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Originally uploaded by streunerin

MIT’s SIMILE has announced 2 new projects in their blog: Timeplot and Potluck.

Timeplot is a DHTML-based AJAXy widget for plotting time series and overlay time-based events over them. Timeplot extends our existing Timeline widget to provide the ability to overlay time series over existing Timeline event data.

I have used Timeline a few times and I’ve loved it. I can’t wait to try out Timeplot. Plotting time-based events and time series data together is somehting missing in Swivel and Many Eyes. You will be able to plot a stock price chart with its news overlay like Google Finance. I’ve found the website stats example very interesting. Have you seen anything like that?

Why another charting tool? Timeplot FAQ answers:

  • it’s fully written in javascript and DHTML (you can use regular HTML web developer tools such as Firebug to check out its internals, debug it or modify it)
  • it doesn’t require any plugin to be installed in your browser
  • it doesn’t require any software to be installed on the server
  • it’s based on Timeline’s code so it’s naturally capable of reusing event data and mash it up with time series
  • it’s highly modular: you can write your own time series processing algorithms or your own layout geometries and add them directly from your pages (without having to wait for us to add them).
  • it’s open source software (under a BSD license)

Potluck is a Web user interface that lets casual users, those without programming skills and data modeling expertise, mash up data themselves. (From the research paper)

  • It allows the user to merge fields from different data sources, so that they are treated identically for sorting, filtering, and visualization. Fields are merged using simple drag and drop of field names.
  • It provides an efficient means for the user to clean up data syntactically, homogenize data formats, and extract fields syntactically embedded within existing fields, all through the application of simultaneous editing.
  • It supports faceted browsing to let users explore and identify subsets of data of interest or subsets of data that need alignment and clean up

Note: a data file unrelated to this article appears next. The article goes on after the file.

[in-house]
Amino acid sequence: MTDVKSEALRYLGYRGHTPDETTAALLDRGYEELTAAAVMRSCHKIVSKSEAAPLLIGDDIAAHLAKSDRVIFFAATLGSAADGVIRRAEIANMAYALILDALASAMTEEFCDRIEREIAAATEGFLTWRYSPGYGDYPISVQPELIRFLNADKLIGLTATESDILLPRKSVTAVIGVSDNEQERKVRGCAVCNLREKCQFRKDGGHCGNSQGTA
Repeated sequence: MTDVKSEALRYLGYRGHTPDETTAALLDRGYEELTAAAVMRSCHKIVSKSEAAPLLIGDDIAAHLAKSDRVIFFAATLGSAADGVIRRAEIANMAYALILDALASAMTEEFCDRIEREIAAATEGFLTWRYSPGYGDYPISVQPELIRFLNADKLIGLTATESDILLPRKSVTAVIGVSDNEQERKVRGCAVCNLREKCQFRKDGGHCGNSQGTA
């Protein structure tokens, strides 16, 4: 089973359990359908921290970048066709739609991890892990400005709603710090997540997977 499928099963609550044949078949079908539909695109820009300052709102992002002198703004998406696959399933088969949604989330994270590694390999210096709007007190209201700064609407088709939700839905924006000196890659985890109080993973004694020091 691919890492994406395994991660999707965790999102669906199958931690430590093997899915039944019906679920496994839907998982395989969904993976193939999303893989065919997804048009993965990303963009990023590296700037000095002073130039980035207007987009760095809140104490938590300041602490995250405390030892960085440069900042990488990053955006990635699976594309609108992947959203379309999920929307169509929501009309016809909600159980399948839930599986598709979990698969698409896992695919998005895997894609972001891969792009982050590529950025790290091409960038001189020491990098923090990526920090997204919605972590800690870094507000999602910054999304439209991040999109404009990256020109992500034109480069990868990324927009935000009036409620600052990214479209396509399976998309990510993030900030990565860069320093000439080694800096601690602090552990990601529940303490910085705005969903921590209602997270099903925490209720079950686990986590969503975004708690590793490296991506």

Watch the screencast. We don’t have much Exhibit-powered pages to play with. I can’t think of any interesting mash up with Potluck (yet).

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EuroFoo schedule
Originally uploaded by silent-penguin.

David Huynh of the MIT Simile project is to give a talk on Exhibit at WWW 2007! [via Simile blog]

There are many interesting talks during the 5 days conference. Tim Berners-Lee is there as plenary speaker, too!

How do people plan the days at a conference? Although I don’t go the conference I have checked the confabb. There are 5 entries of WWW2007, but it’s shame that none of them have sessions nor speakers information.

Check out the Exhibit conference program browser made by David using the WWW2007 program XML data set. Nice one.

Wouldn’t it be great if you could update your Google Calendar or Spreadsheet with your selected sessions?

While googling I came across Sweet Tools (Sem Web), an excellent example of Google Spreadsheet and Exhibit and a great post on Exhibit by Michael K. Bergman

Lastly I want to quote this (again) by David Huynh

So, small data sets are a big deal
if we make them
usefully browsable, readily RE-usable, and so easy to publish.

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Timeline: Alan Johnston Missing
Originally uploaded by Lilly.

You may have tried Google Spreadsheet to Map wizard that was mentioned in the Google Map API Blog by now. Nice and easy, isn’t it? It’s part of JSON support for Gdata. So I gave it a whirl.

I instantly thought I would use it to populate SIMILE Timeline.